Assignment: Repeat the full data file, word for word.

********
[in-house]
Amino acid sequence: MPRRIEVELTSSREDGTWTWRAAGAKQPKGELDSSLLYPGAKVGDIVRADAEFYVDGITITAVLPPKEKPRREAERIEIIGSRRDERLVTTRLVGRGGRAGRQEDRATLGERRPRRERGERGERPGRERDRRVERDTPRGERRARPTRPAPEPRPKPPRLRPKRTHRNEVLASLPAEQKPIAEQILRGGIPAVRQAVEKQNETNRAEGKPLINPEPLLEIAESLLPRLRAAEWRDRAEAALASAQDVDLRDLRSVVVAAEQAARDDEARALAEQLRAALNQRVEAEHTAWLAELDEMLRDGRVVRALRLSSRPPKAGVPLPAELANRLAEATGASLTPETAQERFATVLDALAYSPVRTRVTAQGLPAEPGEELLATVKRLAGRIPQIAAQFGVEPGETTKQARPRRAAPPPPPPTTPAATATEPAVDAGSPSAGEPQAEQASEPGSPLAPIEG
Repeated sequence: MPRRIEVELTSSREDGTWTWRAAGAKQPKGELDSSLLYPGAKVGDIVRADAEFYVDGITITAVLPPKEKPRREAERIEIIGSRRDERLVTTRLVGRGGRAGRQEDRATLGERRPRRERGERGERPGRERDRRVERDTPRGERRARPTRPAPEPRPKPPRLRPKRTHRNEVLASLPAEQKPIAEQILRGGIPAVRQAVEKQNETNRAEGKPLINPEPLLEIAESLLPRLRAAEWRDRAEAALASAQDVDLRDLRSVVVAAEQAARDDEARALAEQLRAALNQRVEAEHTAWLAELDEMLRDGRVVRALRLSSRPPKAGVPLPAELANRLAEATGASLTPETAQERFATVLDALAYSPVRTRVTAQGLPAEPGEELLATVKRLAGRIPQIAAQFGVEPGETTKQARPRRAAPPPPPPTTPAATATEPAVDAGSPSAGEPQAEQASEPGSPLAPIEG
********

[in-house]
Amino acid sequence: MPRRIEVELTSSREDGTWTWRAAGAKQPKGELDSSLLYPGAKVGDIVRADAEFYVDGITITAVLPPKEKPRREAERIEIIGSRRDERLVTTRLVGRGGRAGRQEDRATLGERRPRRERGERGERPGRERDRRVERDTPRGERRARPTRPAPEPRPKPPRLRPKRTHRNEVLASLPAEQKPIAEQILRGGIPAVRQAVEKQNETNRAEGKPLINPEPLLEIAESLLPRLRAAEWRDRAEAALASAQDVDLRDLRSVVVAAEQAARDDEARALAEQLRAALNQRVEAEHTAWLAELDEMLRDGRVVRALRLSSRPPKAGVPLPAELANRLAEATGASLTPETAQERFATVLDALAYSPVRTRVTAQGLPAEPGEELLATVKRLAGRIPQIAAQFGVEPGETTKQARPRRAAPPPPPPTTPAATATEPAVDAGSPSAGEPQAEQASEPGSPLAPIEG
Repeated sequence: MPRRIEVELTSSREDGTWTWRAAGAKQPKGELDSSLLYPGAKVGDIVRADAEFYVDGITITAVLPPKEKPRREAERIEIIGSRRDERLVTTRLVGRGGRAGRQEDRATLGERRPRRERGERGERPGRERDRRVERDTPRGERRARPTRPAPEPRPKPPRLRPKRTHRNEVLASLPAEQKPIAEQILRGGIPAVRQAVEKQNETNRAEGKPLINPEPLLEIAESLLPRLRAAEWRDRAEAALASAQDVDLRDLRSVVVAAEQAARDDEARALAEQLRAALNQRVEAEHTAWLAELDEMLRDGRVVRALRLSSRPPKAGVPLPAELANRLAEATGASLTPETAQERFATVLDALAYSPVRTRVTAQGLPAEPGEELLATVKRLAGRIPQIAAQFGVEPGETTKQARPRRAAPPPPPPTTPAATATEPAVDAGSPSAGEPQAEQASEPGSPLAPIEG